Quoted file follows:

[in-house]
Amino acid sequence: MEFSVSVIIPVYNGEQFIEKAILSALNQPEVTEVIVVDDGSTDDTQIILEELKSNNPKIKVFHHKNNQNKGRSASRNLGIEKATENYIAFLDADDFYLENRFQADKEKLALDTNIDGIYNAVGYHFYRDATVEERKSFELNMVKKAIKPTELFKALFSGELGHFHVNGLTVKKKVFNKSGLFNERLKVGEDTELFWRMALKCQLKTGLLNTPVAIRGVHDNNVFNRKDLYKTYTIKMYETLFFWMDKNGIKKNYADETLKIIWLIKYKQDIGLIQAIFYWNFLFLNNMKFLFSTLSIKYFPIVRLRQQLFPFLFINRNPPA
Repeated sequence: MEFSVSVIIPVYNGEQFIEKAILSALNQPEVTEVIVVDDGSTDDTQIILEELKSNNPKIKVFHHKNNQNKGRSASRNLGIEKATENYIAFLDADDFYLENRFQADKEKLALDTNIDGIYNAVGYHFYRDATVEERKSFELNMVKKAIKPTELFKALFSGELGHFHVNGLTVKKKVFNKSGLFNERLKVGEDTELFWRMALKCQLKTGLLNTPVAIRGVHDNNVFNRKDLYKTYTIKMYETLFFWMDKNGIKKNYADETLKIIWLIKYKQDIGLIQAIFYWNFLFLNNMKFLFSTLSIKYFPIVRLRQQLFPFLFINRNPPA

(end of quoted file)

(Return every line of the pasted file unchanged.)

[in-house]
Amino acid sequence: MEFSVSVIIPVYNGEQFIEKAILSALNQPEVTEVIVVDDGSTDDTQIILEELKSNNPKIKVFHHKNNQNKGRSASRNLGIEKATENYIAFLDADDFYLENRFQADKEKLALDTNIDGIYNAVGYHFYRDATVEERKSFELNMVKKAIKPTELFKALFSGELGHFHVNGLTVKKKVFNKSGLFNERLKVGEDTELFWRMALKCQLKTGLLNTPVAIRGVHDNNVFNRKDLYKTYTIKMYETLFFWMDKNGIKKNYADETLKIIWLIKYKQDIGLIQAIFYWNFLFLNNMKFLFSTLSIKYFPIVRLRQQLFPFLFINRNPPA
Repeated sequence: MEFSVSVIIPVYNGEQFIEKAILSALNQPEVTEVIVVDDGSTDDTQIILEELKSNNPKIKVFHHKNNQNKGRSASRNLGIEKATENYIAFLDADDFYLENRFQADKEKLALDTNIDGIYNAVGYHFYRDATVEERKSFELNMVKKAIKPTELFKALFSGELGHFHVNGLTVKKKVFNKSGLFNERLKVGEDTELFWRMALKCQLKTGLLNTPVAIRGVHDNNVFNRKDLYKTYTIKMYETLFFWMDKNGIKKNYADETLKIIWLIKYKQDIGLIQAIFYWNFLFLNNMKFLFSTLSIKYFPIVRLRQQLFPFLFINRNPPA